MVP — An Introduction

What it means and why we love doing it

Vojtěch Švec


8 November 2016

Over the past 12 months, Sleighdogs have built digital products using the MVP approach (Minimum Viable Product). We have currently created 8 MVPs for our clients and partners, which range from CRMs to apps, SaaS and eCommerce solutions. We have built digital products for clients of all sizes, from startups to corporates and SMEs, that work in a huge range of sectors. Some examples of their industries include energy, entertainment, food, travel and publishing. Each client gives us a very different brief and we could be invited into their project at any time. Often we enter the project when it’s a mere twinkle in their eye and help to shape it from scratch. This is where the learning, measuring and tailoring method of an MVP works really well.

On our MVP journey so far, we have learned a great deal from each experience and we put all that learning into our work. As the journey continues, we are keen to take note of and share the insights that we gain in the process. These findings will be documented in a series of posts, of which this is the first, our introduction to MVPs.

In this first post we want to explain 1. What an MVP is and 2. Why it is an awesome way to build a product.


Minimum Viable Products are a modern and efficient method which puts products to market as early as possible. In that, MVPs help to test the assumptions for your business model, discover whether there is market for the product, and assist in the build of the product, basing each decision around user actions, feedback and testing. The maxim is “do as much as possible with as little as possible”.

The basic benefit of using an MVP is that it enables you to make educated, research-based decisions before, or alongside, the design, development, marketing and branding processes. This not only increases usability, but means that the product is built based on what the user actually wants, rather than what you think they want. In turn, this reduces costs and assures you ship something that will actually sell.

To summarise, MVPs help you discover important feedback and data that help you to learn and measure during your build. You also get to utilise that knowledge right away, which is cost and effort effective.


The minimum viable product is that version of a new product a team uses to collect the maximum amount of validated learning about customers with the least effort.

Eric Ries

The approach is inherently light on rules and open to interpretations. It is very agile in the sense of making the most basic and/or probable thing and iterating based on testing. That has implications on the way you plan, design and develop your product. The underlying thought is that you “build to measure”.

Our approach is not linear — that would mean you could anticipate everything from beginning to end. It is neither cyclical — that would mean you only progress through the steps in a given order.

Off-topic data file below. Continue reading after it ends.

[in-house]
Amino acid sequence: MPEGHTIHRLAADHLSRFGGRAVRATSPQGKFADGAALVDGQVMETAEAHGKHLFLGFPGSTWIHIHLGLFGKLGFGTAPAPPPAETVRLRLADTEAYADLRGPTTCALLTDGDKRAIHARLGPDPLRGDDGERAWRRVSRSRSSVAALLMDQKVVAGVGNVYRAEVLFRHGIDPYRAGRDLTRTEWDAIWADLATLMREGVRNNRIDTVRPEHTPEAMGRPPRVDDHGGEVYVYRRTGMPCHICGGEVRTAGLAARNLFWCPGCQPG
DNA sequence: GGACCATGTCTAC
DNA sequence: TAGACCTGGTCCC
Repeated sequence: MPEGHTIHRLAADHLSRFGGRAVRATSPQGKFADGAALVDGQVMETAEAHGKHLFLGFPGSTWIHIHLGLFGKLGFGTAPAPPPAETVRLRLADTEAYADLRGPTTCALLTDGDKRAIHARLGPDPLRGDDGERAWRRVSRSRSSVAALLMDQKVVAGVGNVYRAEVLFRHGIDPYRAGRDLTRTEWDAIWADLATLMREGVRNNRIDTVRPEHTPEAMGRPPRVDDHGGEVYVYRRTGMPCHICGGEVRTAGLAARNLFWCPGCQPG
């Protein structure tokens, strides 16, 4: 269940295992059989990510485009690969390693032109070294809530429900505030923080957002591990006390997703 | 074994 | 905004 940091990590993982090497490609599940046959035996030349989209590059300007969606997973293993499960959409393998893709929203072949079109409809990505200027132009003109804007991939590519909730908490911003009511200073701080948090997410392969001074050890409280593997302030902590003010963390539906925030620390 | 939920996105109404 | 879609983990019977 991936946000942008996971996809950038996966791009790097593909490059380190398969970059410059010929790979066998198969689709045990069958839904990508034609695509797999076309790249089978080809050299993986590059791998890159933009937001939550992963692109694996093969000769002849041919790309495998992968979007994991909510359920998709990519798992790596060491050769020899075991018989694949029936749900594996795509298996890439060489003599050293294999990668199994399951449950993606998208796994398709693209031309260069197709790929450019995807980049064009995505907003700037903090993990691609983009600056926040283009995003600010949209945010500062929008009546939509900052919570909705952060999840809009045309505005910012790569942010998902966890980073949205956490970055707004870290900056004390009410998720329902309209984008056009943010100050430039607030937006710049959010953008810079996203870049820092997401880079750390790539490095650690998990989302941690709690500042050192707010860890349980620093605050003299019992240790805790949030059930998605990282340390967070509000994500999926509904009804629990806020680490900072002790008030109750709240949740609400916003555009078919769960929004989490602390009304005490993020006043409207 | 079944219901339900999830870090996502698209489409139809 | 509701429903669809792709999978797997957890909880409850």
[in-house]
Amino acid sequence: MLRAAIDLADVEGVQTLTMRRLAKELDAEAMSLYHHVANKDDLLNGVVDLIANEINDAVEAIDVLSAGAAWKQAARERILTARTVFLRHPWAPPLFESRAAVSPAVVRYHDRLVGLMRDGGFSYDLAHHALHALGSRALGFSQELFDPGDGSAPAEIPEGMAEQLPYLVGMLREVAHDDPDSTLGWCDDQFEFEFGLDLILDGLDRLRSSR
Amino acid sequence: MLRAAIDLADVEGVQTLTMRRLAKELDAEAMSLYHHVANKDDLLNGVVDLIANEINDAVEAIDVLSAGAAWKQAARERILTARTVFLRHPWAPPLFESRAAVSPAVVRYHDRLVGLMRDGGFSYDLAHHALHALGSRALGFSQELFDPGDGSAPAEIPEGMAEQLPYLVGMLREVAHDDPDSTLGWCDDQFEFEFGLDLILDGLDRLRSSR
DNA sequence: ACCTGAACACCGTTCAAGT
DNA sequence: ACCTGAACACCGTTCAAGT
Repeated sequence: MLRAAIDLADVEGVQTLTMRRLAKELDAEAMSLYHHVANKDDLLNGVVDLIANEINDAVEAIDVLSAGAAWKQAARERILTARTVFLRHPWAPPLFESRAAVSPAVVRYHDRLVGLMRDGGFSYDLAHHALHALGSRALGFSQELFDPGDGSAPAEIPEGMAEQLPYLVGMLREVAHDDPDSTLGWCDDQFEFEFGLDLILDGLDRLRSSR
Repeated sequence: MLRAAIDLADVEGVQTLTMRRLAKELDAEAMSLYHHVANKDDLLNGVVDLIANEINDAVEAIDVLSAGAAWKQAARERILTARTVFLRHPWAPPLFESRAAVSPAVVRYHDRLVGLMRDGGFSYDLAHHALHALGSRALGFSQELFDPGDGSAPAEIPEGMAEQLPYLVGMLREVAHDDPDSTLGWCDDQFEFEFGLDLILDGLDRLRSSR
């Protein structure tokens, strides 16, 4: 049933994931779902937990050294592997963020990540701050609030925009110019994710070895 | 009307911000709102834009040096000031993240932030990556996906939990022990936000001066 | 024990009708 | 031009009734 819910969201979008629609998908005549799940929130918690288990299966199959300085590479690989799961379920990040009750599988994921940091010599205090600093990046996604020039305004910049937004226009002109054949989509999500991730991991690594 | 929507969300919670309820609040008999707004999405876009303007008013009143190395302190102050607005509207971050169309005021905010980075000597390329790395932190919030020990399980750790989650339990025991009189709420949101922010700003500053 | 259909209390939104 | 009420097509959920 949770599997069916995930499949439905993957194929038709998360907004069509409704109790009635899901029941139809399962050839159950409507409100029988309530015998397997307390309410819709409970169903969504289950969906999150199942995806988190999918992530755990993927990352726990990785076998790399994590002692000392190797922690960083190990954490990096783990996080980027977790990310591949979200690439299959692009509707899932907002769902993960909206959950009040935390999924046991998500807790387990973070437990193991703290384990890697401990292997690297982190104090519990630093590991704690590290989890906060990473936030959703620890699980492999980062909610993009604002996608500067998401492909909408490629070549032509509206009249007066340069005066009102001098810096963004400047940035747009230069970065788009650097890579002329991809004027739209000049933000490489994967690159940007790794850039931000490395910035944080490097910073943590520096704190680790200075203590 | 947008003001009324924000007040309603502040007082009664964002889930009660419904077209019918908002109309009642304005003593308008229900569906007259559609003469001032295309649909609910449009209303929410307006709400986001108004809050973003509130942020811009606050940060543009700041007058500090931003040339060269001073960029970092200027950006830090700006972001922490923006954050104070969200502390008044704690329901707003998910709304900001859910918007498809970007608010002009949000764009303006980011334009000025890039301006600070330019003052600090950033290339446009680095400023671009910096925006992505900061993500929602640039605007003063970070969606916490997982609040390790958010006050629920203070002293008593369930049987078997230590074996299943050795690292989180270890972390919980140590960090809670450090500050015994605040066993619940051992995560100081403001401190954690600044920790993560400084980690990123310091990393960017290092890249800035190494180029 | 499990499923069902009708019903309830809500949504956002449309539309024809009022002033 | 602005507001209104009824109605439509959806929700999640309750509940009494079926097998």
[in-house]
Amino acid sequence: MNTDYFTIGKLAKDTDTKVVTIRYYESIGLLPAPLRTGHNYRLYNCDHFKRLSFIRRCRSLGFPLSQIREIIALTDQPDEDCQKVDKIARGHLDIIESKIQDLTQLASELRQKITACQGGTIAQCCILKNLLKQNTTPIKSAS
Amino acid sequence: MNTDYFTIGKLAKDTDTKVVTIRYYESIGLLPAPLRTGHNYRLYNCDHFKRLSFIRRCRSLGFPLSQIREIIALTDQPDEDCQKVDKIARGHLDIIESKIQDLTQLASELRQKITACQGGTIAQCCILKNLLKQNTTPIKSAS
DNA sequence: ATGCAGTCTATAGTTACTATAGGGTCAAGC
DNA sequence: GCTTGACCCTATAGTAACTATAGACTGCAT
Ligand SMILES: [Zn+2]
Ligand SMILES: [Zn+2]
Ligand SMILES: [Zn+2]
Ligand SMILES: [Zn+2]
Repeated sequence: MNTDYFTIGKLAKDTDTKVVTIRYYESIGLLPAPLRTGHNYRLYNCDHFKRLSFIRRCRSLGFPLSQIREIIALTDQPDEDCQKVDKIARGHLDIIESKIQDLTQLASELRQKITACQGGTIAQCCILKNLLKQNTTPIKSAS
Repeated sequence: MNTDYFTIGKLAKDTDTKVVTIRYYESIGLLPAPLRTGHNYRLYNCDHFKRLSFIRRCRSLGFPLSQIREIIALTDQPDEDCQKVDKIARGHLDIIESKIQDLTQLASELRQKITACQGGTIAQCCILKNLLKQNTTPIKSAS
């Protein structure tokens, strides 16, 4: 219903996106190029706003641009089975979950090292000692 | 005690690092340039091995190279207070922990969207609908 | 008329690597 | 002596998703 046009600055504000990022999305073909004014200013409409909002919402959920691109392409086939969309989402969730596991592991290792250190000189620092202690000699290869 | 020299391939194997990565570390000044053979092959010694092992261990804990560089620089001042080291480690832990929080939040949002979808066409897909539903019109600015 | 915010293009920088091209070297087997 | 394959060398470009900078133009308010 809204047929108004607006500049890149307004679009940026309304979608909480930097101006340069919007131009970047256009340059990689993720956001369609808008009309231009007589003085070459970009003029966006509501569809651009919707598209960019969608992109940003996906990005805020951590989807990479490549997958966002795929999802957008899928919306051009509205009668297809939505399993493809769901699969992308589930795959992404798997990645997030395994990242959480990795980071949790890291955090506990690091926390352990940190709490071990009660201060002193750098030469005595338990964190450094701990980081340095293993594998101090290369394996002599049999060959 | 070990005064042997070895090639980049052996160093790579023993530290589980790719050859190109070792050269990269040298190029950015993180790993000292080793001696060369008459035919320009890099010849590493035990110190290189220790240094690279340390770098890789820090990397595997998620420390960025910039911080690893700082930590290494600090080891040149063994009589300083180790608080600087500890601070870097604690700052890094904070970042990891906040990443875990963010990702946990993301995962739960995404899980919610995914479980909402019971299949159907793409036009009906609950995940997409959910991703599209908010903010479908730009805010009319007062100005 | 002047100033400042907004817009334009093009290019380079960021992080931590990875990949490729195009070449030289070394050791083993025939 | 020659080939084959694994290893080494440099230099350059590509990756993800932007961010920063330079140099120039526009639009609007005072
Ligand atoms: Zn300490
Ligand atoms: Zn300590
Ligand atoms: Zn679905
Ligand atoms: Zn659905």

An important thing to understand is that the MVP process should be, in our philosophy, neither linear nor cyclical. It should adapt alongside your journey, staying open to newly discovered interpretations.


Measuring is the most important and useful part of the MVP process and, unlike other methods of product building, measuring is something that is done at each stage. With the MVP concept, you are never done understanding, ideating, designing, developing, and — most importantly — measuring and researching. Every piece of insight gained triggers a complete round of examination before decisions are made based on it. That way you ensure two important things:

  1. No decision is made uninformed — from any point of view.
  2. No decision made should have negative impact bigger than the positive one — or be irreversible.

A big difference to less agile approaches is that MVPs are usable from the very beginning. You don’t invest years of work into an untested set of assumptions (the waterfall model mindset) and hope it works out at the end. You identify your assumptions, boil them down to the bare minimum, build, test and iterate. The testing is constant. Each iteration is more meaningful and beneficial, and this way you will always gain more insight into why and how conversions happen. You may end up successfully selling something completely different from the original plan — the key word being “successfully”.

Instead of being simply linear, cyclical or any other regular shape, our process is open. Each step can restart or revert back to any of the previous steps. The agile approach — you don’t even need to complete all of the steps before you can start iterating.

You will find out more about the first step, challenging, in our next article (and buildingand evaluating will come after that).


To summarise what we have presented so far, the MVP approach means:

  • A flexible and agile way to build products
  • Educated, fact-based decision making from early on
  • Getting the product to customers early (early adopters tend to give better feedback or even conversion)
  • “Succeed or learn” philosophy, rather than “invest and hope”
  • More bang for the same buck

In the upcoming article in the series, we will delve into the first step when starting a new project with the MVP methodology. Let’s talk about how we built RoadRush, the motorbike touring app, while exploring the first step step of our process — the challenge.

In the meantime, if you have any questions about MVPs, thoughts about our own build process, or ideas for products to test with this approach, we would love to brainstorm with you — send them over to @sleighdogs on Twitter or via email to

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